Oxfam Motherhood Campaign #OxfamMums

Mums are a pretty big deal, without one – you wouldn’t be reading this today. But as someone who isn’t a mum, it can be a bit hard to get your head around what being a mum is like or what it means or how it changes you. But what I can say is that as a daughter – my Mum is a very special person to me. No, she’s maybe not your typical ‘mumsy’ mum, she’s more likely to tell me to ‘suck it up’ than to pander to my whinging or moaning! But that’s what I love about her, and wouldn’t have it any other way. She’s still the one I can natter on to for ages, and she only tells me to shut up after so long… definitely lasts way beyond the regular boredom cut off for  most people!

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What is even more hard to get my head around is how mums are such a vital part of society wherever you are – but still in so many places are totally disregarded as important, and given no choice about their life. It is literally to be a mum, housewife, home-keeper – and that’s it. It makes me feel so very grateful for the choices and flexibility I have in my life – especially so now I’ve taken a step to make a choice to work for myself. It’s something the feels scary to me and quite intimidating, but all that just vanishes when you think of what it must feel like to have no choice or no option beyond the path that is set out for you from birth as a female.

With that in mind, what Oxfam have been doing for the Oxfam Motherhood Campaign is working with women in communities around the world to empower them, with the whole philosophy behind the campaign being “Because when we lift a mother she will not only lift herself. She will lift her family and her community, generation after generation.”

One story that I heard about that especially touched me was that of Tika from Nepal – who used to be so unsure of herself and shy that she would hide from strangers rather than talk to them. But since WAM (a partner of Oxfam) has been working in the community, with community discussion classes she has really felt more empowered, enough so that now she sits on the board of the local school committee – and has a voice that she maybe didn’t feel she had before. I watched this video a couple of times whilst at the stand and there was something about her manner and positivity that really struck me. You can watch Tika’s story for yourself on the video at the bottom of this post.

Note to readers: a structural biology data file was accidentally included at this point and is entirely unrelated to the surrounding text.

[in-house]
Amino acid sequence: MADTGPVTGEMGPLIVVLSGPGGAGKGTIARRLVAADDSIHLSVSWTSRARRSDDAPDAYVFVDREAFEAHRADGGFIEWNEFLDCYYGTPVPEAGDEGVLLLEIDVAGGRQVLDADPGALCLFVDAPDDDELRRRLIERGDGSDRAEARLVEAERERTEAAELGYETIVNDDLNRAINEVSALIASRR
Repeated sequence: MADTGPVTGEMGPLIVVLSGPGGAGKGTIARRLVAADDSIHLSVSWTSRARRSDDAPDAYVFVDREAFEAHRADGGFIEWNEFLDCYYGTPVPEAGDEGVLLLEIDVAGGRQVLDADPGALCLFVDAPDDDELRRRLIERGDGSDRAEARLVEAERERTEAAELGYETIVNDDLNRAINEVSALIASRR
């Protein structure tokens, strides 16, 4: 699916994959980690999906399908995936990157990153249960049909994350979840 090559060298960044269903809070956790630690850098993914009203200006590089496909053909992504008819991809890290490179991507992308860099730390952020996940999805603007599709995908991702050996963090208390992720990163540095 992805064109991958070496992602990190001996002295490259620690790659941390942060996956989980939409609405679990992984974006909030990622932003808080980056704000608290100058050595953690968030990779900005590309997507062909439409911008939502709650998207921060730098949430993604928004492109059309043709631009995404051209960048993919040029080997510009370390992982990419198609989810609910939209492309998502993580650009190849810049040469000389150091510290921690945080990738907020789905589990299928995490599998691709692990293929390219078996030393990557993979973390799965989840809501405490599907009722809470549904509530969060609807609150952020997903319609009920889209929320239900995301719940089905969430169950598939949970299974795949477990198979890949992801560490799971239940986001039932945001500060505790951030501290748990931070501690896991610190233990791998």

The culmination of the campaign, as you probably guessed is around Mother’s Day – and the creation of a huge world record attempt – of the biggest, happiest Mother’s Day card ever. This card is being created live down at Westfield Shepherd’s Bush by the amazing artist Lizzie Mary Cullen – who is not only talented, but really lovely too.  The creation is taking place over a few days, eventually being finished on Sunday.

The thing that powers the creation of this card is down to you though. The huge canvas for the card has been divided up into thousands of little squares – each awaiting some lovely words or a dedication to your mum. Whatever it is you want to say to her, or share about her. As each square is filled, the illustration will develop and get bigger and more amazing and more colourful. Until, eventually – the whole canvas is covered in a gorgeous design, with thousands of happy message – therefore, making it the biggest and happiest mother’s day card in the world. There is of course the very important opportunity to donate whilst you’re leaving your message too (they’re aiming to raise £10m, with £5m of that being matched by UK aid – so for every £1 you donate, UK aid will also put £1 in).

With only a day into the campaign and there are already almost 2,000 dedication messages – take a moment to add yours here: Oxfam Happiest Mother’s Day Card

“Join together with Oxfam and create the World’s Happiest Mother’s Day Card – a celebration of the amazing role mothers’ play in our lives, in their families and in their communities. www.happiestmothersdaycard.org”



Disclosure: Compensation was provided by Oxfam via Glam Media. The opinions expressed herein are those of the author and are not indicative of the opinions or positions of Oxfam.


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